Today’s strip was not available for preview. I predict it’s either a single panel of Cindy and Marianne in bikinis, with Cindy bemoaning her figure, or Jeff in a cave pretending to be a spaceman. Or, knowing Batiuk, it could be Buck coming to visit an inexplicably alive Bull.
Tag Archives: silhouette
So Mason is insisting on holding a phony casting call just to assure Les that he’s putting every available resource into finding the perfect Lisa, even though he’s already decided who’ll play her? So they’re going to waste thousands of dollars and everyone’s valuable time just to put the smug bearded dick with ears at ease? BatHam’s insane “inside Hollywood” fantasies are spiraling out of control again. This is the most laughable cancer movie premise yet and they haven’t even settled on the cast yet. For anyone else setting your story on the set of a Hollywood movie would have all sorts of potential, but just like with Starbuck Jones he instead opts to focus on the most mundane aspects, like picking up a guy who’ll be sitting in during casting. Yet another fanciful sub-universe full of lore, characters and lingo where absolutely nothing ever happens. Sigh.
Why is Cindy always chauffeuring Les around? Isn’t she some sort of newscaster? It always amazes me how everyone in the Funkyverse always seems to have nothing better to do at any given moment. “The same driver”…he mentioned another arc, albeit a way more recent one this time. He’s suddenly doing that all the time and I find it kind of unnerving.
Charles: I just realized that with Mason being on the masthead, the guy tailing Les is Mason, who is surreptitiously researching Les for his role.
Holy moley, I think that’s got to be correct. It’s so utterly stupid (on Batiuk’s part, I hasten to add) that it has to be real. I can just see Mason thinking (if that’s the right word) “I’ll follow Les as he drives to and from work, so I can get his driving pattern down perfect, for the movie to be real.” (Let’s not bring up that it’s actually Cayla driving.)
Because I can just as easily see someone in the Valentine audience wrinkling his face with disgust and saying, “This movie is total garbage. Everyone knows Les does a ‘rolling stop‘ when he drives away from the high school. He also tends to weave leftward. I’m leaving and I want my money back.”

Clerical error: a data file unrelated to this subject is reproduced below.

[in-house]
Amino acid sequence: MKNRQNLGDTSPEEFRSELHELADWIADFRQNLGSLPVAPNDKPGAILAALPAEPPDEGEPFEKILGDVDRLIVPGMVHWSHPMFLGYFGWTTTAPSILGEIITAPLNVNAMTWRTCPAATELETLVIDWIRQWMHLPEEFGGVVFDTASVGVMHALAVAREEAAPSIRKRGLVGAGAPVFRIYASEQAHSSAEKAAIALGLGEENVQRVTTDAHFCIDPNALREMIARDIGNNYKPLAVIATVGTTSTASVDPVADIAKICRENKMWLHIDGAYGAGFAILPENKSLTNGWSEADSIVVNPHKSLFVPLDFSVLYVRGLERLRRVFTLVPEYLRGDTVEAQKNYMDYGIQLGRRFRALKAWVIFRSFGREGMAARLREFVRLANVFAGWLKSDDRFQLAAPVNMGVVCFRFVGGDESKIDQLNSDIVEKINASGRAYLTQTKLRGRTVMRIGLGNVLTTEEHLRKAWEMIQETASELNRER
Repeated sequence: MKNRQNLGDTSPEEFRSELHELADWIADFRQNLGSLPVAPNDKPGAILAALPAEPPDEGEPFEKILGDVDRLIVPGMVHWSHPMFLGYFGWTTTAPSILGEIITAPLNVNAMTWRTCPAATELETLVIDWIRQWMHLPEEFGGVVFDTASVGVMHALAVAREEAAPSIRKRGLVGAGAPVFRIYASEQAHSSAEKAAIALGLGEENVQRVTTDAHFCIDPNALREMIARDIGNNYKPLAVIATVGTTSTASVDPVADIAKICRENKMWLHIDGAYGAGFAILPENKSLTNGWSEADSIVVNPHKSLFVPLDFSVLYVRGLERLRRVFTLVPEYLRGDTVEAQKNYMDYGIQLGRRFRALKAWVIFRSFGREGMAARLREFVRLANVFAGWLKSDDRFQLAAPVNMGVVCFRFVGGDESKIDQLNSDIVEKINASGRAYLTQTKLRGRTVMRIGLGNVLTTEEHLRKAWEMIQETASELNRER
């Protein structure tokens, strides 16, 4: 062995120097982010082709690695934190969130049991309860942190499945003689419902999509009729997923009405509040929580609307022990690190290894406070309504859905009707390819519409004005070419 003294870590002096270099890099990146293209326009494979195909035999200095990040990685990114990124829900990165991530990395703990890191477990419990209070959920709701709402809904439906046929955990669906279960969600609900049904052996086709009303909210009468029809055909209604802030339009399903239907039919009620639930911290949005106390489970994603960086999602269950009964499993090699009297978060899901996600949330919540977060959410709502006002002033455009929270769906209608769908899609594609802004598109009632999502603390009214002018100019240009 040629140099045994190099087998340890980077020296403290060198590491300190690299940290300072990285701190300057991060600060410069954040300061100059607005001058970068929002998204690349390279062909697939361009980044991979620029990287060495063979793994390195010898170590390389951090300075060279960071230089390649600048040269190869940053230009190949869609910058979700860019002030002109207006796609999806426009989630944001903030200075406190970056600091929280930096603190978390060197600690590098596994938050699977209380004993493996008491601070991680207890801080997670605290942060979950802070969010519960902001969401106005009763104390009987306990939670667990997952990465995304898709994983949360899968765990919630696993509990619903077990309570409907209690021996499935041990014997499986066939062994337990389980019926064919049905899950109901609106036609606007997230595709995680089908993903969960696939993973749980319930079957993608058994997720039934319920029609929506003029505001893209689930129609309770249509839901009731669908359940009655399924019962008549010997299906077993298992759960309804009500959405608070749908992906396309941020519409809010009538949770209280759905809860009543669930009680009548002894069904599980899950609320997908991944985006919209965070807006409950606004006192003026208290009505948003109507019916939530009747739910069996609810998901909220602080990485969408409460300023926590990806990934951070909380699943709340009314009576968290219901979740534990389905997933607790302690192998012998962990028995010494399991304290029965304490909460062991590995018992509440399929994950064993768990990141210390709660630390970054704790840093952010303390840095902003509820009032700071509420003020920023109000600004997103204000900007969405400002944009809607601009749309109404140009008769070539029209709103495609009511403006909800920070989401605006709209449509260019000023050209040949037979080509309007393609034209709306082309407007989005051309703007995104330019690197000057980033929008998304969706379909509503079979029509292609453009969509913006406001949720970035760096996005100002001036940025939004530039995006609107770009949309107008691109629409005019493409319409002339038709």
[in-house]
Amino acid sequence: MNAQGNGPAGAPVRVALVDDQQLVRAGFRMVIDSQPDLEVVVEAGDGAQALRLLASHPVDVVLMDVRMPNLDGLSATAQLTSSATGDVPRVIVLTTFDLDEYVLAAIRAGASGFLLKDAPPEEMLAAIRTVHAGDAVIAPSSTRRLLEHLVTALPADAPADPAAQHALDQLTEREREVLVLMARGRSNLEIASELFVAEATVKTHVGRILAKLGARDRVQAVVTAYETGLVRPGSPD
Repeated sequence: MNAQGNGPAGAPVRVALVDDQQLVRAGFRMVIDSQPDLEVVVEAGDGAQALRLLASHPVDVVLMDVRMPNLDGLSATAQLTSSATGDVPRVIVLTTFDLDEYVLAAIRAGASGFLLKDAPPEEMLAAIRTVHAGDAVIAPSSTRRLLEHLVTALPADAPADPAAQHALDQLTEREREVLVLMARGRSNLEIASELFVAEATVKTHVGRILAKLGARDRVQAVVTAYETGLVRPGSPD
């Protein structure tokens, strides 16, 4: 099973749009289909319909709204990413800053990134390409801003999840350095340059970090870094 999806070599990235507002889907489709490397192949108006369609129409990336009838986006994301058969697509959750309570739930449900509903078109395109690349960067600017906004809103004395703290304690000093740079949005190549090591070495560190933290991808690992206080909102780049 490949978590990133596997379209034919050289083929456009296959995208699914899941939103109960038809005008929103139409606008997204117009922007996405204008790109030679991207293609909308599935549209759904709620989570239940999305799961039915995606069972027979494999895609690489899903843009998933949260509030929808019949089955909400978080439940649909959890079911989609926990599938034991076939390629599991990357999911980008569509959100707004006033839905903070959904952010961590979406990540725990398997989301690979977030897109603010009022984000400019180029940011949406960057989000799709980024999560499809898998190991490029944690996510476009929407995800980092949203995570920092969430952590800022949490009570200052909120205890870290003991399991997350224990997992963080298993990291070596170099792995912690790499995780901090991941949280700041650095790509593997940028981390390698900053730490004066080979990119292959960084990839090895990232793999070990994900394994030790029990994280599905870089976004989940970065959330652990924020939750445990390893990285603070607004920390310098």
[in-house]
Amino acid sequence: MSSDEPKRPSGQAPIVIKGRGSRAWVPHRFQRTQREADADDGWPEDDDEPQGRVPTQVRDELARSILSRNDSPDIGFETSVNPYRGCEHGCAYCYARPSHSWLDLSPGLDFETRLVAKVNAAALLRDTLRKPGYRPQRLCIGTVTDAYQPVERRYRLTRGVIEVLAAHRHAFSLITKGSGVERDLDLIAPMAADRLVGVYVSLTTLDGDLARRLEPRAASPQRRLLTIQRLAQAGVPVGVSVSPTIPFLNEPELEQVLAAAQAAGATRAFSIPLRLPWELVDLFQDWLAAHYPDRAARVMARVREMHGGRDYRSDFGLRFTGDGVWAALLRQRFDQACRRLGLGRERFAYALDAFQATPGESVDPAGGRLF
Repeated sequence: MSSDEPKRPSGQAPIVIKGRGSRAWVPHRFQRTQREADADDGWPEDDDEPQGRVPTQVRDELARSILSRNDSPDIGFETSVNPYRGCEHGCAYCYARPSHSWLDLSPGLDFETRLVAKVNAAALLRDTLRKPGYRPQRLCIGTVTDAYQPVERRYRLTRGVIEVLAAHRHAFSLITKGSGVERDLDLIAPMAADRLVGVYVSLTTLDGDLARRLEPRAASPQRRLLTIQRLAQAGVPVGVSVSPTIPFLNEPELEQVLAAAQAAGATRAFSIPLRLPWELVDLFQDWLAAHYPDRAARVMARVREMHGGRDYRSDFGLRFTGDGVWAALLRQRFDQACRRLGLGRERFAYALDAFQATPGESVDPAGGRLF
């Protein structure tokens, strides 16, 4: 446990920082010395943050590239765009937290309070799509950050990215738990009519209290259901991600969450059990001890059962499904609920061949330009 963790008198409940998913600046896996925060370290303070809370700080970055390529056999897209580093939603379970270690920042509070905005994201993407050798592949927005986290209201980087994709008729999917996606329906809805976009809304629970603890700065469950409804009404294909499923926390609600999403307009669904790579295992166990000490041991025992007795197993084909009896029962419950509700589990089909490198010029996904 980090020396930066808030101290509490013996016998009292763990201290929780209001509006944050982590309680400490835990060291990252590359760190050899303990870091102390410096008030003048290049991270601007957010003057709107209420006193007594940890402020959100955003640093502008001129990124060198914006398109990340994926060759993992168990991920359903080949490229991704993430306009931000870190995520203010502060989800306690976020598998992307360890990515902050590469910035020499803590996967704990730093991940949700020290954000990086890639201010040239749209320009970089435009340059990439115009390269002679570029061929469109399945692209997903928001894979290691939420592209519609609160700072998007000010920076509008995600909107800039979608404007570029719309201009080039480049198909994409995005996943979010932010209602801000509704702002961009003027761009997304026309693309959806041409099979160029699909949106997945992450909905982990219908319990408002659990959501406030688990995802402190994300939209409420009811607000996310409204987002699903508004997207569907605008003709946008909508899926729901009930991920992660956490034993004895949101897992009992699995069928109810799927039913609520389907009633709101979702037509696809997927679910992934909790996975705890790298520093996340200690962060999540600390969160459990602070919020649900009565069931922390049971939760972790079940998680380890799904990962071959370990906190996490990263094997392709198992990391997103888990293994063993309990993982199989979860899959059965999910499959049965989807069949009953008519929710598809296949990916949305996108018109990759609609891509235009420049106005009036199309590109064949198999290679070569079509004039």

Because I can thirdly see Mason imagining the above scenario, and breaking out into a cold sweat.
Speaking of cold sweat, our “mysterious” driver seems to be experiencing one, despite the fact that a) he could simply go around and continue on the road, and thus allay suspicion, and b) the sight of a racing Les, arms flailing, is one of the most hilarious things this strip has shown. Our mystery driver should be shaking with laughter.
It’s a pity that “Shoot!” in panel three is just a thought balloon, rather than an order to a guy with a shotgun sitting in the passenger seat. That would lead to the greatest Saturday strip in the history of Funky Winkerbean. I wouldn’t even mind the sideways comic-book tribute Sunday strip showing the funeral.
Well, I guess the dream is over, as Les pivots from a dream that kept him tossing to now note how he’s “thinking” about Frankie. Maybe Batiuk doesn’t know the difference between dreaming and idle musing, but I’m pretty sure the latter is how he gets all his “ideas.” But look at Cayla in panel one! That’s the face of someone who is soaked in regret. I’ve never seen weariness, God-am-I-sorry-I-asked, Please-Stop-Talking so well portrayed, so kudos to Ayers again.
And of course that’s Frankie in panel three. What exactly is he going to do? Demand that he be in the movie, or get money from the movie, because…reasons? He has no relation to anyone still alive other than Dullard. He certainly won’t have anything he can use as leverage over Les. If the movie was “Dullard’s Story” he could, perhaps, claim to be an integral part but it isn’t so he can’t. I am genuinely curious as to what kind of scheme he’s going to launch, despite the fact that Batiuk always disappoints.
I guess since the movie version seems to be moving along nicely, Batiuk needed a villain and, well, why not Frankie. More Hollywood types whining that “Lisa’s Story” won’t play in China might have been too much repetition, even for Batiuk (hard as that is to believe).
Except he wasn’t named for a sandwich, Pete. According to the ever reliable Wikipedia, Hoagland Howard “Hoagy” Carmichael was named after a circus troupe called the “Hoaglands” that had stayed at the Carmichael house during his mother’s pregnancy.
And we keep slipping further back in musical history, because ‘Stardust’ was recorded in 1927. I expect tomorrow we’ll be referencing ‘Maple Leaf Rag’, and by June Ruby will have pulled out a phonautograph to listen to the 1860 recording of ‘Claire De La Lune’.